â€œMore than 2,800 bikers from all over Lebanon joined us with a great passion and enthusiasm to bike, which showed us that indeed, when provided with the opportunity, Lebanese love to hit the roads with their bikes!â€?
FUTURE ENVIRONMENTAL EVENTS October
28/30 October 2014 Power Nigeria Conference www.power-nigeria.com
10/11 January 2015 International Conference on Environment and Bio-Engineering www.icebe.org
14/15 April 2015 WEPower www.wepower-sa.com
Dubai, United Arab Emirates
Dammam, Kingdom of Saudi Arabia
3/5 November 2014 10th Annual HSE Forum in Energy www.hse.fleminggulf.com
14/15 February 2015 6th International Conference on Environmental Science and Development www.icesd.org
10 /12 May 2015 Safety and Security www.edd-forum.com
26 /28 October 2015 World Mass Gathering Congress (WMG) www.worldmassgathering.com
Abu Dhabi, United Arab Emirates
Doha, Qatar 10/11 November 2014 6th Annual Middle East District Cooling Summit www.energy.fleminggulf.com
Dammam, Kingdom of Saudi Arabia
Amsterdam, Netherlands 23/24 February 2015 Eco Solutions www.ecosolutionsexpo.com
Damman, Kingdom of Saudi Arabia
1/12 December 2014 UNFCCC COP 20/CMP 10 United Nations Framework Convention on Climate Change www.unfccc.int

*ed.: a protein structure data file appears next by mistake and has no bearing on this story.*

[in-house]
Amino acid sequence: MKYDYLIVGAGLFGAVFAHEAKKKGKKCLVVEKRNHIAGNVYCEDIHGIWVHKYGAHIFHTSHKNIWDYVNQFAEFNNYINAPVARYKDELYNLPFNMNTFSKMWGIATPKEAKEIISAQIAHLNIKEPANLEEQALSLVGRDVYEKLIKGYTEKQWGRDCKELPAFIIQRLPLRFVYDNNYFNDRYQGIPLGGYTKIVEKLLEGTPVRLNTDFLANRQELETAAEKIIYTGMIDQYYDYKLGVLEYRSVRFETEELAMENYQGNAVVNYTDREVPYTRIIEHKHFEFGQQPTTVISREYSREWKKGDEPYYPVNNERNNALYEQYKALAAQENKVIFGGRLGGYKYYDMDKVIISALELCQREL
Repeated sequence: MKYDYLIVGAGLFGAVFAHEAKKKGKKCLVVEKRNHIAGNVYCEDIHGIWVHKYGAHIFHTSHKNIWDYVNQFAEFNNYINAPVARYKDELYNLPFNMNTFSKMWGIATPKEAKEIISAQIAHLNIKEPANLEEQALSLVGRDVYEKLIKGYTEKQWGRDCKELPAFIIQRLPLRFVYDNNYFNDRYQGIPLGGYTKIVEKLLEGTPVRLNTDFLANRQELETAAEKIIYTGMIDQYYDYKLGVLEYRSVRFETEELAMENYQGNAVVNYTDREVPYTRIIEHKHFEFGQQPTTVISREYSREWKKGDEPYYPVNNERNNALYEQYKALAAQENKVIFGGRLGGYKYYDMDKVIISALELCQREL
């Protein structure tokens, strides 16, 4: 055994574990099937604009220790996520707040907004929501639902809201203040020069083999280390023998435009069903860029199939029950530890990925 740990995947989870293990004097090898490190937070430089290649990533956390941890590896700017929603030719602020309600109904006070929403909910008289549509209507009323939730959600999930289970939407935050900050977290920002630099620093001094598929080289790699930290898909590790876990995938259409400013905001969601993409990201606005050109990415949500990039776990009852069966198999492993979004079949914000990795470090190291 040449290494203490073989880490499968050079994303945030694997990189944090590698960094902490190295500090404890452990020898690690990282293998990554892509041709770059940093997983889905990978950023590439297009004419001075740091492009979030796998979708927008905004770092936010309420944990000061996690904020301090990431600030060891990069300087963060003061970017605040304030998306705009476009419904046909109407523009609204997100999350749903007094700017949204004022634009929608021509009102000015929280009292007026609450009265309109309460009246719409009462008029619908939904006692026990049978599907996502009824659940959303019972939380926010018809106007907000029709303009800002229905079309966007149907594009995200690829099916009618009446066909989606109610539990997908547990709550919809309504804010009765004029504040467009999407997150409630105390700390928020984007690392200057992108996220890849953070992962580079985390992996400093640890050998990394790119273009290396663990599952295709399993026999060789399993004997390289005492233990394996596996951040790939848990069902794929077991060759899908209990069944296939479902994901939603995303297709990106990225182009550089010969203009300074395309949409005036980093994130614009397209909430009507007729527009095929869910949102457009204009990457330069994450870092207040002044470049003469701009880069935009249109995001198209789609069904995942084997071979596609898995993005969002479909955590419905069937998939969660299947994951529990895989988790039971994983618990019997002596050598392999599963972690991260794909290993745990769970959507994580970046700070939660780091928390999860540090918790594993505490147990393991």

16/17 March 2015 RETROFITTECH www.retrofittechdubai.com
13 /16 June 2015 The Fifth Asian Conference on Sustainability, Energy & the Environment www.iafor.org
Lima, Peru 10/11 December 2014 AcousticsTech Qatar www.acousticstechqatar.com
Doha, Qatar 166
Dubai, United Arab Emirates 16 /17 March 2015 Economic Development & Diversification Forum www.edd-forum.com
Abu Dhabi, United Arab Emirates
URL APIMONDIA www.apimondia.com BKERZAY www.facebook.com/Bkerzay BLOOM ASSOCIATION www.bloomassociation.org CREATIVE LOUNGES www.creativelounges.com DAVID PALMER www.bulletproof2011.com DIEGO FERNANDEZ GABALDON PHOTOGRAPHY www.diegofgphoto.net EARTHJOURNALISM NETWORK www.earthjournalism.net GREEN MIND www.greemind.org JOHN WELLER www.johnbweller.com PERMACULTURE LEBANON www.soils-permaculture-lebanon.com THE HIGH SEAS ALLIANCE www.highseasalliance.org SEBASTIAN COPELAND www.sebastiancopelandphotography.com WWF www.worldwildlife.org